Contrary to popular belief, shuriken were not primarily intended as a killing weapon, but rather as a secondary weapon that sometimes played a role supportive to a main weapon, usually the sword or spear. Shuriken were primarily used to cause either nuisance or distraction. Targets were primarily the eyes, face, hands, or feet—the areas most exposed under armor. The shuriken would sometimes be thrown in a way that cuts the opponent and becomes lost, later causing the opponent to believe that they were cut by an invisible swordsman.
Shuriken, especially hira-shuriken, were also used in other novel ways—they might be embedded in the ground, injuring those who stepped on them (similar to a caltrop or makibishi), wrapped in fuse to be lit and thrown to cause fire, or wrapped in a cloth soaked in poison and lit to cover an area with a cloud of poisonous smoke. They can also be used as a handheld striking weapon in close combat.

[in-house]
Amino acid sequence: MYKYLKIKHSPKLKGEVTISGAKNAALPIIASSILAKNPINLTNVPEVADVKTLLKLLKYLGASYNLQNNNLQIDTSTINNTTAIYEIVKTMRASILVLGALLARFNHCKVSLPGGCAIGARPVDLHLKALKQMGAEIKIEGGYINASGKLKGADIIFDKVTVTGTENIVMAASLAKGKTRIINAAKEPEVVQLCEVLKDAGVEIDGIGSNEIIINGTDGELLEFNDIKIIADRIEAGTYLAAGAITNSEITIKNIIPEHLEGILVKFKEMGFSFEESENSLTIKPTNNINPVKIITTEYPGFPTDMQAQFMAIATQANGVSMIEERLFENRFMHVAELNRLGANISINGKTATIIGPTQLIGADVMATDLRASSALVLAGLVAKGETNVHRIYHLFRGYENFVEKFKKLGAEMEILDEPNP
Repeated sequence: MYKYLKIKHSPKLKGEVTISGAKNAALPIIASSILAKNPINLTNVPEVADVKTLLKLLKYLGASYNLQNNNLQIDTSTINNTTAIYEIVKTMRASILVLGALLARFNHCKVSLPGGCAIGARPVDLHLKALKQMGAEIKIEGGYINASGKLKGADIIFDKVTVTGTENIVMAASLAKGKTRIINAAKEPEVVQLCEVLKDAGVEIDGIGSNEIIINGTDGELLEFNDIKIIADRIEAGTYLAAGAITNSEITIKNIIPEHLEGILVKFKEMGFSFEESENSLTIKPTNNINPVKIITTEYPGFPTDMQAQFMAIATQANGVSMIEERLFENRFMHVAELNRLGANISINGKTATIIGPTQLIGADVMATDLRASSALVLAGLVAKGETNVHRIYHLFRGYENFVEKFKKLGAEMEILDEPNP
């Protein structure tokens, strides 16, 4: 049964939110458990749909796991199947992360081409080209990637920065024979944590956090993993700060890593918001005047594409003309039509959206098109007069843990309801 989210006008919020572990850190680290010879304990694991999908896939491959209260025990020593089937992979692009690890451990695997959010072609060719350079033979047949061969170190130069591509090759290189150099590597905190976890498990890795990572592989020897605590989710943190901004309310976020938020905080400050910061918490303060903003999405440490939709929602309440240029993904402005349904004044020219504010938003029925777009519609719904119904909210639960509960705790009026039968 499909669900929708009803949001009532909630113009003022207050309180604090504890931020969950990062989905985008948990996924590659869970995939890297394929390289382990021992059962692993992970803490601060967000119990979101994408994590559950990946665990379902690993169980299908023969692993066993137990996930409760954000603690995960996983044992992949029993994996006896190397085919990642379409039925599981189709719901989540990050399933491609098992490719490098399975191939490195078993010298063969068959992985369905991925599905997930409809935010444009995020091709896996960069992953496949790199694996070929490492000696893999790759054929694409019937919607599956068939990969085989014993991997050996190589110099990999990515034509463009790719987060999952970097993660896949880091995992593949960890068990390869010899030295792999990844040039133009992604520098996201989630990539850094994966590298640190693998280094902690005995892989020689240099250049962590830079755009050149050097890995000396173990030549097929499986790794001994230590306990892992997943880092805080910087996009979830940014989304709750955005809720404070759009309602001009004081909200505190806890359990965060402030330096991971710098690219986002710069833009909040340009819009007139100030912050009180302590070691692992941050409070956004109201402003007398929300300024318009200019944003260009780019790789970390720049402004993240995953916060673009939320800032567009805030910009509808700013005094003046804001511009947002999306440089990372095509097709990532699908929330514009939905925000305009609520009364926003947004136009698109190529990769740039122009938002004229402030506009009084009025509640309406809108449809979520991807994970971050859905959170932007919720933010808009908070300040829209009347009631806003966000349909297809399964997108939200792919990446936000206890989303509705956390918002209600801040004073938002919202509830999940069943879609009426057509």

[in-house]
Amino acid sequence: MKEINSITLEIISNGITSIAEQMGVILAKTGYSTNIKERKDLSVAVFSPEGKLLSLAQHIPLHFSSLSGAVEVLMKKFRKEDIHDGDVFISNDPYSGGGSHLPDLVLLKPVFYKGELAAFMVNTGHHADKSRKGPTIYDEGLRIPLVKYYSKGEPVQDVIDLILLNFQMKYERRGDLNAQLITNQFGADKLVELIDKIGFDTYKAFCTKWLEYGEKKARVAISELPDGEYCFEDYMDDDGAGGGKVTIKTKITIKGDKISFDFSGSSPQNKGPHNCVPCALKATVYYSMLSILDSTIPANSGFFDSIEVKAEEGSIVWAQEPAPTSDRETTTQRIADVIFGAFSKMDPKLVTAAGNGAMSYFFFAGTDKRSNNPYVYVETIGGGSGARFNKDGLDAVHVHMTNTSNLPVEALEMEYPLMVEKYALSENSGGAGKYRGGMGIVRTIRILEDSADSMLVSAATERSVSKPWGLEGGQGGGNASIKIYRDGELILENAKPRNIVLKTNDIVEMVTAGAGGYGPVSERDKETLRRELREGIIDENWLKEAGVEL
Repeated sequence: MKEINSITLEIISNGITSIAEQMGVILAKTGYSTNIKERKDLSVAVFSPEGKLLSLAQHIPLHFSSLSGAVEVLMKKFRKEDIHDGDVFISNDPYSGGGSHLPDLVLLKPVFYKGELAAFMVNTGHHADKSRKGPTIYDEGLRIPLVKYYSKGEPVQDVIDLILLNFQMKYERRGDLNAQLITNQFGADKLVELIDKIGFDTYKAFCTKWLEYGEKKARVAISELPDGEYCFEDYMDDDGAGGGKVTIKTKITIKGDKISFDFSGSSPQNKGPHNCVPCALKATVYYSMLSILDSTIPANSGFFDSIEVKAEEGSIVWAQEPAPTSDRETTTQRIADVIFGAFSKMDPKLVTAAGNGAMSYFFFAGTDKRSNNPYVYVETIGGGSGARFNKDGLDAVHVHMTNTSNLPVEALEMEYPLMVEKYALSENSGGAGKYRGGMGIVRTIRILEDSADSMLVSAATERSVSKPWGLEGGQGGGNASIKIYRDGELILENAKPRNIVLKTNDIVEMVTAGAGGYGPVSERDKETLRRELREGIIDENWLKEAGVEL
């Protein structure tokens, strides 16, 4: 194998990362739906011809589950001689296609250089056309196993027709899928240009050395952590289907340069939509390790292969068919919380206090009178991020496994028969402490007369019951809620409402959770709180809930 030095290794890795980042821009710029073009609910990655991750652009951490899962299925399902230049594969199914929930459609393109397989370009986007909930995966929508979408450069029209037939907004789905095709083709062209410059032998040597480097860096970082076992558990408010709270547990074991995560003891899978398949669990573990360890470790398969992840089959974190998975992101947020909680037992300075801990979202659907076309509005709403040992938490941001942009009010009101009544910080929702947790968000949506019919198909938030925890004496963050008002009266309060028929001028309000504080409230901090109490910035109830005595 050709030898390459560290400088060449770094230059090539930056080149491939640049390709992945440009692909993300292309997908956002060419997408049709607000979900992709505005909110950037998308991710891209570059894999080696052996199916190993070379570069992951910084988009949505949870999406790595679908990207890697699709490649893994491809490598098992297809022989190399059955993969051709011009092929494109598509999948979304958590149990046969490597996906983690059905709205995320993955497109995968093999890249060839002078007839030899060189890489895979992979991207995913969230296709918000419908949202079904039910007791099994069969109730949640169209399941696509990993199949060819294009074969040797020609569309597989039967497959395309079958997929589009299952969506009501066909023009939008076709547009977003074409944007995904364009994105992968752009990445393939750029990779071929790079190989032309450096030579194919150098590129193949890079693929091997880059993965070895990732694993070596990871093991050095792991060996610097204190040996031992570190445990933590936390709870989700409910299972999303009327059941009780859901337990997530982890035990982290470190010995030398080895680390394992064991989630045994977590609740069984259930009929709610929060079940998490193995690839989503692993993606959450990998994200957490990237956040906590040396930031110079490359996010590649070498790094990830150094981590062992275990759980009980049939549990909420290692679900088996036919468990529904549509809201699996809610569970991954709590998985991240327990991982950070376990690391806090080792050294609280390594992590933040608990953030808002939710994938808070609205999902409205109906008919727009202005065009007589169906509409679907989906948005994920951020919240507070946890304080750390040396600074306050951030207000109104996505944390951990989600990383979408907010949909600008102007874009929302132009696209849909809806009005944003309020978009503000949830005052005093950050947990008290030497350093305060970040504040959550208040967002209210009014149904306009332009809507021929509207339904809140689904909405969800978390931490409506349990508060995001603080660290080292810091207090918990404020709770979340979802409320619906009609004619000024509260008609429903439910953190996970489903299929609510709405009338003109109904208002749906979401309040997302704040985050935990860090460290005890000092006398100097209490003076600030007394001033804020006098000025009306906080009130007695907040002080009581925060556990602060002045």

There are reports of shuriken being coated with poison, intended either for a throwing target or for whoever may pick them up when left in a conspicuous place. Other reports indicate that shuriken may have been buried in dirt or animal feces and allowed to harbor the bacterium Clostridium tetani—if the point penetrated a victim deeply enough, the bacteria transferred into the wound could cause a then-incurable tetanus infection.
Shuriken are a simple weapon, but their historical value, thanks to their wide variety of uses and the ready availability of material from which they could be made, has increased. Unlike the treasured katana and other bladed weapons, antique shuriken are not often well preserved, largely due to their original status as expendable weapons.
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Famous quotes containing the word usage:
“Pythagoras, Locke, Socratesbut pages
Might be filled up, as vainly as before,
With the sad usage of all sorts of sages,
Who in his life-time, each was deemed a bore!
The loftiest minds outrun their tardy ages.”
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